The BBC’s new Marie Antoinette series is making lovers of historical costume dramas rejoice, and in a continuation of our character and scent-matching sessions, we’re powdering our wigs, unfurling our fans and and wafting forth with the following fragrant suggestions…
‘An innocent teenage queen drawn into a dark, manipulative court of Versailles. Her duty is to bear an heir. Her fate will set a country on fire.’
From the brilliant writer Deborah Davis (who also gave us the award-winning film, The Favourite), this is a drama that’s not afraid to lean into the opulence – so of course it calls for some seriously fabulous olfactory counterparts to the characters. For more information on the show, do read The Guardian’s review in full (which is suitably glowing), and give the trailer a watch before you begin your scent exploration of some of the main characters.
‘…it is sometimes strange, funny, grotesque in places, with a gorgeous if occasionally oppressive score. Historians and purists in France, where the series launched at the end of October, have unsurprisingly called it “obscene” and full of “historical aberrations”, including the supposed rebrand of Marie Antoinette as a feminist icon. But the trend for reappraising historical and maligned female figures with a contemporary viewpoint is unstoppable and, anyway, this is not the first revision of the last queen of France before the revolution.’ – The Guardian
Marie Antoinette (played by Emilia Schüle) – Parfums de Marly Delina
Encased in its sugared-almond pink bottle as it is, the silk tassel befits such a regal scent, as does the beautifully powdery rose within; but this isn’t as ‘girly’ as you’d imagine. Just as Antoinette blooms as her confidence grows, so too does Delina blossom on the skin. As it warms, the powder becomes more bare skin-like, a hint of pink thigh flashed above a white stocking, the sense of feminine power that comes with learning the art of flirtation.
£210 for 100ml eau de parfum selfridges.com
Louis XVI (Louis Cunningham) – Matiere Premiere Falcon Leather
Given his preference for birds of the feathered variety (at first meeting his bride-to-be, anyway) and generally wandering free among the grounds rather than the stilted, terrifying confines of polite society; Louis XVI should plump for this. Smoky as a distant bonfire on the breeze, redolent of the leather gloves falcon trainers use, it’s got hint of that huntin’ ‘n fishin’ outdoors-y attitude but it’s scrubbed up and refined, far sexier than it realises. One to wonder at, then fall for. Hard.
£145 for 50ml eau de parfum selfridges.com
Madame du Barry (Gaia Weiss) – Etat Libre d’Orange Putain des Palaces
Prettily powdered she may be, but this is a fragrance that means business. Evoking passionate encounters and smudged lipstick, beneath the make-up strewn dressing table top notes there’s a writhing of hot bodies entangled in sheets and an evocation of dirty linen very much being aired in the public gaze. Du Barry doesn’t mean to allow her grasp on the throne to be weakened, and if you’re not in her court, you’re done for. Why not simply submit to the sensuality within?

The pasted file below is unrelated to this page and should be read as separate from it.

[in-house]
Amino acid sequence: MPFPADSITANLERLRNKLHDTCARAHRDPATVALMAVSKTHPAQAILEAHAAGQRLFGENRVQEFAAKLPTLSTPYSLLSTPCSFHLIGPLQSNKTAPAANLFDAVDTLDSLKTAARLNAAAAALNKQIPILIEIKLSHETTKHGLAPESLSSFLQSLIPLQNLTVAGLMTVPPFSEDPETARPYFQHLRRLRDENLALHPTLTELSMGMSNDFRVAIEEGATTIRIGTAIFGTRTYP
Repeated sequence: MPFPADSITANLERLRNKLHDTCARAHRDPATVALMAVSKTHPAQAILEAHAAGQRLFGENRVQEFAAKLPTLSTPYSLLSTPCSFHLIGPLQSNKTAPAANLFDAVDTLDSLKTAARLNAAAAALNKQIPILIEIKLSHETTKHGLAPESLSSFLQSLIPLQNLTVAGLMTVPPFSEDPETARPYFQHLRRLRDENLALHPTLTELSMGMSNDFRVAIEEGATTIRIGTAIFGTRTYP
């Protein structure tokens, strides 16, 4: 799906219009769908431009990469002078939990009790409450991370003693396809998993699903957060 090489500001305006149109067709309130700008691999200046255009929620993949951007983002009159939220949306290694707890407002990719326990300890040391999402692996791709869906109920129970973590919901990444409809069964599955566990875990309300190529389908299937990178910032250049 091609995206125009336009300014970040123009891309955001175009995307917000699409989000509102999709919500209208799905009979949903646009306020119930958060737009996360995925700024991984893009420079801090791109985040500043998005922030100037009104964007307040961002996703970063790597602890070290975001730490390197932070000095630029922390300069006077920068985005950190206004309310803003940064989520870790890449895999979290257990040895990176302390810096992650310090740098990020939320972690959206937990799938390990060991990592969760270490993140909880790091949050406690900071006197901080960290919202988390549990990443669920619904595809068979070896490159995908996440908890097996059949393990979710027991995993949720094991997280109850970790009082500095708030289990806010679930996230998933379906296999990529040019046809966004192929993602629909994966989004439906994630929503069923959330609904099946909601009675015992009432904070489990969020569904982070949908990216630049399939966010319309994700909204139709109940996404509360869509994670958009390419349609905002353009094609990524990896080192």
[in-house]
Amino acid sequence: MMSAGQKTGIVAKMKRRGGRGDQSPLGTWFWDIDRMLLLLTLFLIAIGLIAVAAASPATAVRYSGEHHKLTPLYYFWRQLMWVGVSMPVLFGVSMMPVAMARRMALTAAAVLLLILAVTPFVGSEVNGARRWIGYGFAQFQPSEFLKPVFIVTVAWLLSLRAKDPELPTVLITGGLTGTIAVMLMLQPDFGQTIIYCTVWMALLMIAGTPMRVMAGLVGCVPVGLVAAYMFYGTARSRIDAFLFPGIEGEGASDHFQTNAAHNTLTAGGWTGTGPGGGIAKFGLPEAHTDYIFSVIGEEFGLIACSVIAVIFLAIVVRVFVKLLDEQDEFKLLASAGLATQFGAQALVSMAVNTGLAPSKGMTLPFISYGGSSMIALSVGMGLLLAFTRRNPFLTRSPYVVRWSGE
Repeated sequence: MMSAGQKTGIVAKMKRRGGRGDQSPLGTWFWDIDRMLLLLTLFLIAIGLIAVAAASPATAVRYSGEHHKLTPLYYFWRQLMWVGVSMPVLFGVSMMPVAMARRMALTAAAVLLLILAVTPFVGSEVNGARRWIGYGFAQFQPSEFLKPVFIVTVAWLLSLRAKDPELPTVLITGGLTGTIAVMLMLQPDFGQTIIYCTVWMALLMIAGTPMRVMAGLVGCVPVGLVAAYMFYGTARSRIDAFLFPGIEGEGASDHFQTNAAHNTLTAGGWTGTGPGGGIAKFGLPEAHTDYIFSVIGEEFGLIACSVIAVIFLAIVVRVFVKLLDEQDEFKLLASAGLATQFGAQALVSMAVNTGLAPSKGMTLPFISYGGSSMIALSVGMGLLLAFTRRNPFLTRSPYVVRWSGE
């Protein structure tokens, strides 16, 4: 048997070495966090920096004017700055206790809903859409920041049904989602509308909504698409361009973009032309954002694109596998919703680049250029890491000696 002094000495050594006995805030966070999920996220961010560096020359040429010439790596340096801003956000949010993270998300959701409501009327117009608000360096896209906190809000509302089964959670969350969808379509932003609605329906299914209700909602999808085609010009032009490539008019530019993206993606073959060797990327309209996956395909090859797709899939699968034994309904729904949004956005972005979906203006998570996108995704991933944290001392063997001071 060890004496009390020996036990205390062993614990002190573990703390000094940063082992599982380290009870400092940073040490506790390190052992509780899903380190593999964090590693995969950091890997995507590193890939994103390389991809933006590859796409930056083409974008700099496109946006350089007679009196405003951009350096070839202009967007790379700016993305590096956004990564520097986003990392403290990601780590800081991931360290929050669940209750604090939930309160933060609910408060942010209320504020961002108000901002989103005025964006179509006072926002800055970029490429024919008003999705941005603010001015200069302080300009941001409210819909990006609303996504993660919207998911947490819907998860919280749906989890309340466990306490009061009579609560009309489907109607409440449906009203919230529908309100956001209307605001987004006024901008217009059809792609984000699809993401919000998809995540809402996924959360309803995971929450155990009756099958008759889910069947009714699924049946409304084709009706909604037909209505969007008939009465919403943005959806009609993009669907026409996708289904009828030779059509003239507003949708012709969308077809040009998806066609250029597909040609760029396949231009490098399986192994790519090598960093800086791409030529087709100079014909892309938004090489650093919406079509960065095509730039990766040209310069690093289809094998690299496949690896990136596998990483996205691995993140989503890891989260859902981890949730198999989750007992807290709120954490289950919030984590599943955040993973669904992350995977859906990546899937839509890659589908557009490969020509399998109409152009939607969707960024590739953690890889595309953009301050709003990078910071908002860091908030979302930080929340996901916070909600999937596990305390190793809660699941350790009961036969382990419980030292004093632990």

£85 for 50ml eau de parfum bloomperfume.co.uk
King Louis XV (James Purefoy) – Etat Libre d’Orange Exit the King
Amidst the bitchy court of Versailles, King Louis (‘Papa Roi‘ as Antoinette comes to call him) is a welcome friendly face (though do watch out for his wandering hands). This pleasingly soapy scent is classy all day long, with a hint of traditional Cologne among the French Savon and a dandyish air that isn’t afraid to wear its more feminine side on its frilled white shirt cuff. Luminous musks beam forth from the foam, sunlit jasmine and lily of the valley resting on light woods. Lovely (but dangerous in the wrong hands).
£128 for 100ml eau de parfum lessenteurs.com
Princesse de Lamballe (Jasmine Backborow) – Lancôme Trésor
Beloved since its launch in 1990, this softly peachy hug swathes its wearer in an embrace of fluffy muskiness, pillowy sandalwood and vanilla encircling the lilac blossoms in the heart. Lamballe was (sometimes) Antoinette’s closest confidant; known for her kindness and likability, she surely deserves to be as treasured as this scent. To be worn when you need to be kind to yourself, perhaps, this perfume should be sought out anew by those who once loved it and discovered afresh for those yet to be blessed.
£75 (was £83) for 50ml eau de parfum superdrug.com
Victoire (Caroline Piette) / Adelaïde (Crystal Shepherd-Cross) – Dior Pure Poison / Dior Poison
Quite frankly ‘a bit much’ and just not giving a damn, these mesdames might be the unmarried daughters of the King, but they co-rule the court with iron fists inside their couture gloves. In the BBC series they are magnificently snarky, their plum lipsticks and bruise coloured gowns a fabulous contrast to pastel froth and youthful folly. Deep, bold and unapologetic, the original Poison still swaggers, while the Pure version is more translucent, and though not as powerful can deliver a slap to the unworthy. So: bow down.
£54 for 30ml eau de parfum / £63 for 30ml eau de parfum dior.com
Written by Suzy Nightingale